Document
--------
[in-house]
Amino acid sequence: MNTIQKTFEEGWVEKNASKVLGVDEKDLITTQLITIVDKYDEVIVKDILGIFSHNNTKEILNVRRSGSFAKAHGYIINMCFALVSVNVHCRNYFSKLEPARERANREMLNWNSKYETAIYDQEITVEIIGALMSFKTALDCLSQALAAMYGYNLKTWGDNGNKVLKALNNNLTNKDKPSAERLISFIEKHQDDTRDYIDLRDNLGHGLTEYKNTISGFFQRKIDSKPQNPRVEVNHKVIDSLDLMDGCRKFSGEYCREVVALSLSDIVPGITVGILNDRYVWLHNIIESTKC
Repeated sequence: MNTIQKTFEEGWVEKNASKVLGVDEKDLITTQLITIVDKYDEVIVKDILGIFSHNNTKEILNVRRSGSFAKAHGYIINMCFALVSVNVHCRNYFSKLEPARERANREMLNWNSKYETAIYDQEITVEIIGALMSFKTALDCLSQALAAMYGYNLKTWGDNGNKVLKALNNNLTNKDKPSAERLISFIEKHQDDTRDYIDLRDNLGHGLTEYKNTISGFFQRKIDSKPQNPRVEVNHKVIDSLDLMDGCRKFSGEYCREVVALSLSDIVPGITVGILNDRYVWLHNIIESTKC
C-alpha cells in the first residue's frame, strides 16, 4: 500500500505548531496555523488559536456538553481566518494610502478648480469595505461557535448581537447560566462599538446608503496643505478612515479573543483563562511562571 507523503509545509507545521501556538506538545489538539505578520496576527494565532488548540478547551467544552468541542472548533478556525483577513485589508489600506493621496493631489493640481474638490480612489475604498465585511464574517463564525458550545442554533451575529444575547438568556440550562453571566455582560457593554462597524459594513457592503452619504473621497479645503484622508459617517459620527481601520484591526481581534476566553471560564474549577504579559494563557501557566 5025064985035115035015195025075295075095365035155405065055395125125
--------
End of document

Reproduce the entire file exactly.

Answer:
[in-house]
Amino acid sequence: MNTIQKTFEEGWVEKNASKVLGVDEKDLITTQLITIVDKYDEVIVKDILGIFSHNNTKEILNVRRSGSFAKAHGYIINMCFALVSVNVHCRNYFSKLEPARERANREMLNWNSKYETAIYDQEITVEIIGALMSFKTALDCLSQALAAMYGYNLKTWGDNGNKVLKALNNNLTNKDKPSAERLISFIEKHQDDTRDYIDLRDNLGHGLTEYKNTISGFFQRKIDSKPQNPRVEVNHKVIDSLDLMDGCRKFSGEYCREVVALSLSDIVPGITVGILNDRYVWLHNIIESTKC
Repeated sequence: MNTIQKTFEEGWVEKNASKVLGVDEKDLITTQLITIVDKYDEVIVKDILGIFSHNNTKEILNVRRSGSFAKAHGYIINMCFALVSVNVHCRNYFSKLEPARERANREMLNWNSKYETAIYDQEITVEIIGALMSFKTALDCLSQALAAMYGYNLKTWGDNGNKVLKALNNNLTNKDKPSAERLISFIEKHQDDTRDYIDLRDNLGHGLTEYKNTISGFFQRKIDSKPQNPRVEVNHKVIDSLDLMDGCRKFSGEYCREVVALSLSDIVPGITVGILNDRYVWLHNIIESTKC
C-alpha cells in the first residue's frame, strides 16, 4: 500500500505548531496555523488559536456538553481566518494610502478648480469595505461557535448581537447560566462599538446608503496643505478612515479573543483563562511562571 507523503509545509507545521501556538506538545489538539505578520496576527494565532488548540478547551467544552468541542472548533478556525483577513485589508489600506493621496493631489493640481474638490480612489475604498465585511464574517463564525458550545442554533451575529444575547438568556440550562453571566455582560457593554462597524459594513457592503452619504473621497479645503484622508459617517459620527481601520484591526481581534476566553471560564474549577504579559494563557501557566 5025064985035115035015195025075295075095365035155405065055395125125